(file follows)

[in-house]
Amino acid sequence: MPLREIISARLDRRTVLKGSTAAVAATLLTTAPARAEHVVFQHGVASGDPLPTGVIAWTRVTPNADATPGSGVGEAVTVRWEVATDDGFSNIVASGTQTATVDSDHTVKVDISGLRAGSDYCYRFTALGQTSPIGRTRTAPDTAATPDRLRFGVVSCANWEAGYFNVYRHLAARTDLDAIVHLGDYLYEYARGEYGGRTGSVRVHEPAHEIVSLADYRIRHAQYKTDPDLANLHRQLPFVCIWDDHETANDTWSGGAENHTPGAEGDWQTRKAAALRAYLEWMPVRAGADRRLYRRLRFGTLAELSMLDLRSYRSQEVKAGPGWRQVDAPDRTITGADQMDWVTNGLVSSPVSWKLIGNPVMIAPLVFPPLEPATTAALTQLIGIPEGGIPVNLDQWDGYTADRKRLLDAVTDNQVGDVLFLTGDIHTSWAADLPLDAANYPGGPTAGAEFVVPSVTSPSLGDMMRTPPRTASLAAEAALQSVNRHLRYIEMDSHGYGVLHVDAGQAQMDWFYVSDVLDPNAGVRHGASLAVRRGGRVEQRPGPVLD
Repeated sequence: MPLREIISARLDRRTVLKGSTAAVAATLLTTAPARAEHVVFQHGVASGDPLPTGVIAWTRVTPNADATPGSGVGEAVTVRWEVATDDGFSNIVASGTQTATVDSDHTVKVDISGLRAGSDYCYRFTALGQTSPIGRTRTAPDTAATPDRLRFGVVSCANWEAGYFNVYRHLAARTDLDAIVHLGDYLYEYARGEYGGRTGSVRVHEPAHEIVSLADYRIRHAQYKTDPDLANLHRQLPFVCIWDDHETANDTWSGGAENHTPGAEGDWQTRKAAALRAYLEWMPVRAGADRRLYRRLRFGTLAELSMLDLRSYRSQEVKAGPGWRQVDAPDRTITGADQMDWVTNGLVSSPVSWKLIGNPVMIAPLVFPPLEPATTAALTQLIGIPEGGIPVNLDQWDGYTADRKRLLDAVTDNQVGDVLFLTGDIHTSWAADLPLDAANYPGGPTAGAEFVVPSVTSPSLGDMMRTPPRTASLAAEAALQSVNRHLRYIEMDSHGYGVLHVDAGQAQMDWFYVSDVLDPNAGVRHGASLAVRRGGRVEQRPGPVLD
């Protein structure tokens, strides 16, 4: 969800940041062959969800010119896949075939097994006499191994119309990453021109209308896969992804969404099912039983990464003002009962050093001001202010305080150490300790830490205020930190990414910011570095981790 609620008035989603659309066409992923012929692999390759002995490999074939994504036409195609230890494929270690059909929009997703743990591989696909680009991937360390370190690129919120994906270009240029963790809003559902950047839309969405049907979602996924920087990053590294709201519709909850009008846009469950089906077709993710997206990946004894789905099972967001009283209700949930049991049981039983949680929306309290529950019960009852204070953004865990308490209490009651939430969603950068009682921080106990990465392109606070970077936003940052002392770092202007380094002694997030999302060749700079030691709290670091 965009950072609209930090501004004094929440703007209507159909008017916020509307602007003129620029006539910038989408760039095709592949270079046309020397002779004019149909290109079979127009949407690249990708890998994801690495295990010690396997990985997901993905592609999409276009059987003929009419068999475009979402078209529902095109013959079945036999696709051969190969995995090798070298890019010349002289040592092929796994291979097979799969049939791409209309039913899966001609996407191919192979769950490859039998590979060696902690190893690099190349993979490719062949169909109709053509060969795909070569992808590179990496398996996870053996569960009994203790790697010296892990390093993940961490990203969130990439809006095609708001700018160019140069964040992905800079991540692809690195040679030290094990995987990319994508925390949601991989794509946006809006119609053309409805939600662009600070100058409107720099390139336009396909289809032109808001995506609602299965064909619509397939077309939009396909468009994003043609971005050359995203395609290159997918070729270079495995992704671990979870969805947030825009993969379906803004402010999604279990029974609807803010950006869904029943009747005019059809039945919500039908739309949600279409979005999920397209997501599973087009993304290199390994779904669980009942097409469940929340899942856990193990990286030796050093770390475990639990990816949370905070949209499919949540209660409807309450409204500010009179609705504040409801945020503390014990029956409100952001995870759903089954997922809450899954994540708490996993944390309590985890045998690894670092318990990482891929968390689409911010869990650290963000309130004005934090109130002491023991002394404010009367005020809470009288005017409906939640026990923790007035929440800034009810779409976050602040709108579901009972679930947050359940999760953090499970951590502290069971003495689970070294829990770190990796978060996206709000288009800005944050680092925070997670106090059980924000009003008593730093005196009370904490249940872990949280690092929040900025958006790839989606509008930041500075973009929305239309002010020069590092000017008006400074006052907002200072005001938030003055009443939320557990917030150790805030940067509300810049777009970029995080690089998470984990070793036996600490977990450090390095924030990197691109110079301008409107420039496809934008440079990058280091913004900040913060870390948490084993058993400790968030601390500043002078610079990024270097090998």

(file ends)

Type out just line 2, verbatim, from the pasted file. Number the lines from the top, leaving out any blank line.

Amino acid sequence: MPLREIISARLDRRTVLKGSTAAVAATLLTTAPARAEHVVFQHGVASGDPLPTGVIAWTRVTPNADATPGSGVGEAVTVRWEVATDDGFSNIVASGTQTATVDSDHTVKVDISGLRAGSDYCYRFTALGQTSPIGRTRTAPDTAATPDRLRFGVVSCANWEAGYFNVYRHLAARTDLDAIVHLGDYLYEYARGEYGGRTGSVRVHEPAHEIVSLADYRIRHAQYKTDPDLANLHRQLPFVCIWDDHETANDTWSGGAENHTPGAEGDWQTRKAAALRAYLEWMPVRAGADRRLYRRLRFGTLAELSMLDLRSYRSQEVKAGPGWRQVDAPDRTITGADQMDWVTNGLVSSPVSWKLIGNPVMIAPLVFPPLEPATTAALTQLIGIPEGGIPVNLDQWDGYTADRKRLLDAVTDNQVGDVLFLTGDIHTSWAADLPLDAANYPGGPTAGAEFVVPSVTSPSLGDMMRTPPRTASLAAEAALQSVNRHLRYIEMDSHGYGVLHVDAGQAQMDWFYVSDVLDPNAGVRHGASLAVRRGGRVEQRPGPVLD